"Who Would Ever Think that You Could Get Into a Boating Accident While Traveling Down an Interstate Highway?" Asks Defective Trailer Lawyer
During the spring and summer holiday seasons, the last thing you think about when driving down the highways is being struck by a boat on a trailer that has become detached from the vehicle that is towing it.
Believe it or not, 15 states of our great country have no regulation for utility trailers, and each week, a number of people in our country will be catastrophically injured or killed when a trailer detaches from the vehicle towing it, which is generally caused by an amalgam of early preventable errors.
Consumer safety advocate Ron Melancon publishes a website known as www.dangeroustrailers.org and recently published a story noting that a Connecticut man traveling on Route 24 was driving down the highway when he saw a boat heading in a different direction. Unfortunately, a truck pulling a 19 ft. boat had lost its trailer as it became unattached from the truck whereupon the trailer lost control, crossed lanes of travel, and went through the guardrail before it came to a stop 30 feet before striking a tree. Unfortunately, accidents such as this are not as uncommon as one would think.
As I am writing this blog, I just learned of another accident in Vermont when a 1980 International truck driven on the highway lost its trailer after it became unhitched. This caused the trailer to cross into oncoming traffic and strike another vehicle, causing major damage.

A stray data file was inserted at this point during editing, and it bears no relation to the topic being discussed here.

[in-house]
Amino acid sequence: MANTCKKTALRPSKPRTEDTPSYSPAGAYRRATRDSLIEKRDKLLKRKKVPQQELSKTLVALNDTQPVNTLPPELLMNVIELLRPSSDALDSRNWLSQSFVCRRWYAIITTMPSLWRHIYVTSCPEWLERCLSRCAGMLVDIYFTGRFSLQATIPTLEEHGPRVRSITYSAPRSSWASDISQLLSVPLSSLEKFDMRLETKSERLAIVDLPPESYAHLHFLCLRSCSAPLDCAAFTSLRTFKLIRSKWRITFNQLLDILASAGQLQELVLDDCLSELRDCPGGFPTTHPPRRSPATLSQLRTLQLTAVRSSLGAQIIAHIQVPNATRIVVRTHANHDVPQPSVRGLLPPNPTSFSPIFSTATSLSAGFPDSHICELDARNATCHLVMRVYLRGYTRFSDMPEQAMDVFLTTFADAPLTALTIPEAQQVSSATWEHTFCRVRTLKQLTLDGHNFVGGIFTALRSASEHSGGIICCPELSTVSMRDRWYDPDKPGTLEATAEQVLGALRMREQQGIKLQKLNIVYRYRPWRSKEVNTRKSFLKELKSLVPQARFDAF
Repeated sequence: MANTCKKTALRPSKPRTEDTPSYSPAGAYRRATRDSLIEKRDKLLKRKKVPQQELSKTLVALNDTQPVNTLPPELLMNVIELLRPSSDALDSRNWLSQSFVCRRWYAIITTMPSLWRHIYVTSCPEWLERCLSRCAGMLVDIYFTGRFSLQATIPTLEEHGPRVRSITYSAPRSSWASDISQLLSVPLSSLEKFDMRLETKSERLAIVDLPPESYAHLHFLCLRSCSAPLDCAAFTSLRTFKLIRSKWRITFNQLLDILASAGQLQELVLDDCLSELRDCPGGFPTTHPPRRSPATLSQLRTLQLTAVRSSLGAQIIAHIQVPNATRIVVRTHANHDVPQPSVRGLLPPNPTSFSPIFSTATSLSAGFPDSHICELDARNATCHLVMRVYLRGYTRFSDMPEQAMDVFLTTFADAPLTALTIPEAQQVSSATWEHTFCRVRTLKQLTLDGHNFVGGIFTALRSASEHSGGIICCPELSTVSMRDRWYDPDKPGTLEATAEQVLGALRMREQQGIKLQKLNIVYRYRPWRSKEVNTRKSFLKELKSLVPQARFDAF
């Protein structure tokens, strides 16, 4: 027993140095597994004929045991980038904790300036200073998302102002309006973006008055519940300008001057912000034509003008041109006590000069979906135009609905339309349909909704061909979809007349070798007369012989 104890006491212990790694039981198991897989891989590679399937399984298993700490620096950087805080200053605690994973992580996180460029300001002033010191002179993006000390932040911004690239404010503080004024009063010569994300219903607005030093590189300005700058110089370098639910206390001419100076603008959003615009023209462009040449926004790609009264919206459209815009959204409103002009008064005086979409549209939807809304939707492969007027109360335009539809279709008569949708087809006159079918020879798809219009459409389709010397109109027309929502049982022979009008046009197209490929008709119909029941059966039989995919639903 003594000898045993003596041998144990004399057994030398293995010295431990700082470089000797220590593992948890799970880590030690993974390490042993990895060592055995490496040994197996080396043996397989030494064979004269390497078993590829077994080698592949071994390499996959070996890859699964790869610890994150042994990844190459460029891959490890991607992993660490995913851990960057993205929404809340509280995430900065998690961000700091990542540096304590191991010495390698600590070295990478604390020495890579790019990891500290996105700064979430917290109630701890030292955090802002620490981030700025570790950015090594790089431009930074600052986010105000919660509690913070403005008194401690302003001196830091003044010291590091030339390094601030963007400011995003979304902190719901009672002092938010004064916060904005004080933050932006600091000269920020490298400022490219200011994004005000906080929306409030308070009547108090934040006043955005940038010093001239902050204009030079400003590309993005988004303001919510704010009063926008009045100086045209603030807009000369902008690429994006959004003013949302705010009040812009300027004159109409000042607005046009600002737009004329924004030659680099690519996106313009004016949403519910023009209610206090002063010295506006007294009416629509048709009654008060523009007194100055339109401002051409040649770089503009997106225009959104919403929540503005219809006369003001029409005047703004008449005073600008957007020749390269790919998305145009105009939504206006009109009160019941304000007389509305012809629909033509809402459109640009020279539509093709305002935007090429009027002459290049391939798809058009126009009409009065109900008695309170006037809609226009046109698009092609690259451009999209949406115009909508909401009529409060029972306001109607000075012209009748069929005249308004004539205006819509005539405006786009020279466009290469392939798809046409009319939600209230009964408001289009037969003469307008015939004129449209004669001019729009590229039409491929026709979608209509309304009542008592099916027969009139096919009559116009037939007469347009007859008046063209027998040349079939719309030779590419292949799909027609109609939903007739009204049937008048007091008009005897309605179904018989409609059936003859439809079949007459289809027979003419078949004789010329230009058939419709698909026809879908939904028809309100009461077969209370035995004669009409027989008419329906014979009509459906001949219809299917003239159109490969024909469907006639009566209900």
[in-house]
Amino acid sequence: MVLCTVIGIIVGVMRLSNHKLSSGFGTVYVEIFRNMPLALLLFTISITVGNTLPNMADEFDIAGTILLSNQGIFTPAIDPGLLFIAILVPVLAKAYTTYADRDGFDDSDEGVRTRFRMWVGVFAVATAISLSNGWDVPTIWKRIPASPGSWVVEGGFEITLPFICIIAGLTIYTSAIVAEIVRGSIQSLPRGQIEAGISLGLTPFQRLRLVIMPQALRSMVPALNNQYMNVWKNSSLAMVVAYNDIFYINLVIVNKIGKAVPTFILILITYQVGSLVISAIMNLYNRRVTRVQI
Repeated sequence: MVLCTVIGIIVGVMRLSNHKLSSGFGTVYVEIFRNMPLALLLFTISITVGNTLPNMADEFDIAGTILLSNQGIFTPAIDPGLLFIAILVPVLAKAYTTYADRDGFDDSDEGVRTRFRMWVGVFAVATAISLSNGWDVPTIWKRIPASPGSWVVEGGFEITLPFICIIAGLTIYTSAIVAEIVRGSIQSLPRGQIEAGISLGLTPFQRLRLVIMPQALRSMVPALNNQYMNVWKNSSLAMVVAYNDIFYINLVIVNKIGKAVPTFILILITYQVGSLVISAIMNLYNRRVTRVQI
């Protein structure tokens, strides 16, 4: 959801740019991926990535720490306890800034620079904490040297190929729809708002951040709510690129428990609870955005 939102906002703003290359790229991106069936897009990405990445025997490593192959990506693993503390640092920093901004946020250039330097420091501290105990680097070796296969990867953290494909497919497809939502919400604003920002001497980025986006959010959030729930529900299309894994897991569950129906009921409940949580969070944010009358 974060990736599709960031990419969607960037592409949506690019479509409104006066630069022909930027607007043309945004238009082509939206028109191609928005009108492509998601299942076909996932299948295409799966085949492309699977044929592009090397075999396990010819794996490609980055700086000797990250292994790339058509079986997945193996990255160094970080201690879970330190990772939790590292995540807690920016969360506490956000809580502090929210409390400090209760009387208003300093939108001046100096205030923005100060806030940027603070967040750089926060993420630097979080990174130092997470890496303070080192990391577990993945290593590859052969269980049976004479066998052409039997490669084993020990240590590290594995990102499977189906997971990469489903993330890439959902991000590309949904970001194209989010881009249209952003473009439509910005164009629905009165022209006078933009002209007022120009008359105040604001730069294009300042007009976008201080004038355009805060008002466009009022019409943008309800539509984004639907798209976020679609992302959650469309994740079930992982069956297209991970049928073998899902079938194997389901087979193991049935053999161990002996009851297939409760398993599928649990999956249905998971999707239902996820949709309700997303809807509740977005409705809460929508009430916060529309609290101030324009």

For over three decades, the defective trailer accident lawyers of Reiff & Bily have been representing the interests of those catastrophically injured or killed in trailer accidents. Unfortunately, most states, including the Commonwealth of Pennsylvania, have very little regulations addressed with regard to trailers that are under 3,000 lbs. Many manufacturers allow the gross weight of the trailer to be just under the threshold so as not to be subject to any regulations. Trailer accidents are caused by mechanical failure, design defect limitations, metallurgical or component failure, hitch failure, and improper training of operator, lack of or improper maintenance procedures, loose cables, loose chains, and defective hitches. If you are going to tow a trailer, I recommend visiting the following websites: www.nhtsa.gov/cars/problems/equipment/towing, and www.trailersafety.com.
For more information on the dangers of improperly constructed, maintained, and unregulated trailers make sure to visit Ron Melancon’s website: www.dangeroustrailers.org.